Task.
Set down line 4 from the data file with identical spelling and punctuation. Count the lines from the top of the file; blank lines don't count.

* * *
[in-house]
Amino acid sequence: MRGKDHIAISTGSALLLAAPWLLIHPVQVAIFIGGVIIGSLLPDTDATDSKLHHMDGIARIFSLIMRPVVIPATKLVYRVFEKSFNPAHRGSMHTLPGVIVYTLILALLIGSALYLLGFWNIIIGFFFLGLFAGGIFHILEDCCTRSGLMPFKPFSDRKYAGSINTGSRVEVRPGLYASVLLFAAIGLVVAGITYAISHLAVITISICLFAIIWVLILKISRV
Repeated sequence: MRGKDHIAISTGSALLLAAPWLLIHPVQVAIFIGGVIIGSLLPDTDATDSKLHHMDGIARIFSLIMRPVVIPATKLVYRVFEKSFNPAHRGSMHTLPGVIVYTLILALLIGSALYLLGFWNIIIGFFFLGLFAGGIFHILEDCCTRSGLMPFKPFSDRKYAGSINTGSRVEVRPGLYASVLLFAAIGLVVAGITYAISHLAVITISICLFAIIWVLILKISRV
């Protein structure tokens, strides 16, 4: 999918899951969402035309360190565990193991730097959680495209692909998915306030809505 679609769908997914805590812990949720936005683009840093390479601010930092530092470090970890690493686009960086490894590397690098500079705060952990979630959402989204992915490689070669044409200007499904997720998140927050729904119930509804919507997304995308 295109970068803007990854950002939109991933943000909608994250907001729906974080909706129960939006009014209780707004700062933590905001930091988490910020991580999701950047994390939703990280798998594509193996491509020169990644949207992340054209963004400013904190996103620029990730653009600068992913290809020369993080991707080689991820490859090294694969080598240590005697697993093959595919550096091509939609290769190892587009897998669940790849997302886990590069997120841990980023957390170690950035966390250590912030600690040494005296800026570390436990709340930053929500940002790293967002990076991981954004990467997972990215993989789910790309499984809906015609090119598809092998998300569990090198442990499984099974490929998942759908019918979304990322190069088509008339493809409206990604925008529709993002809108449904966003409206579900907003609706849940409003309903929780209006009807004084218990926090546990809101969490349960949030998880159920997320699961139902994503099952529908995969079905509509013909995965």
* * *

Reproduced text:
């Protein structure tokens, strides 16, 4: 999918899951969402035309360190565990193991730097959680495209692909998915306030809505 679609769908997914805590812990949720936005683009840093390479601010930092530092470090970890690493686009960086490894590397690098500079705060952990979630959402989204992915490689070669044409200007499904997720998140927050729904119930509804919507997304995308 295109970068803007990854950002939109991933943000909608994250907001729906974080909706129960939006009014209780707004700062933590905001930091988490910020991580999701950047994390939703990280798998594509193996491509020169990644949207992340054209963004400013904190996103620029990730653009600068992913290809020369993080991707080689991820490859090294694969080598240590005697697993093959595919550096091509939609290769190892587009897998669940790849997302886990590069997120841990980023957390170690950035966390250590912030600690040494005296800026570390436990709340930053929500940002790293967002990076991981954004990467997972990215993989789910790309499984809906015609090119598809092998998300569990090198442990499984099974490929998942759908019918979304990322190069088509008339493809409206990604925008529709993002809108449904966003409206579900907003609706849940409003309903929780209006009807004084218990926090546990809101969490349960949030998880159920997320699961139902994503099952529908995969079905509509013909995965």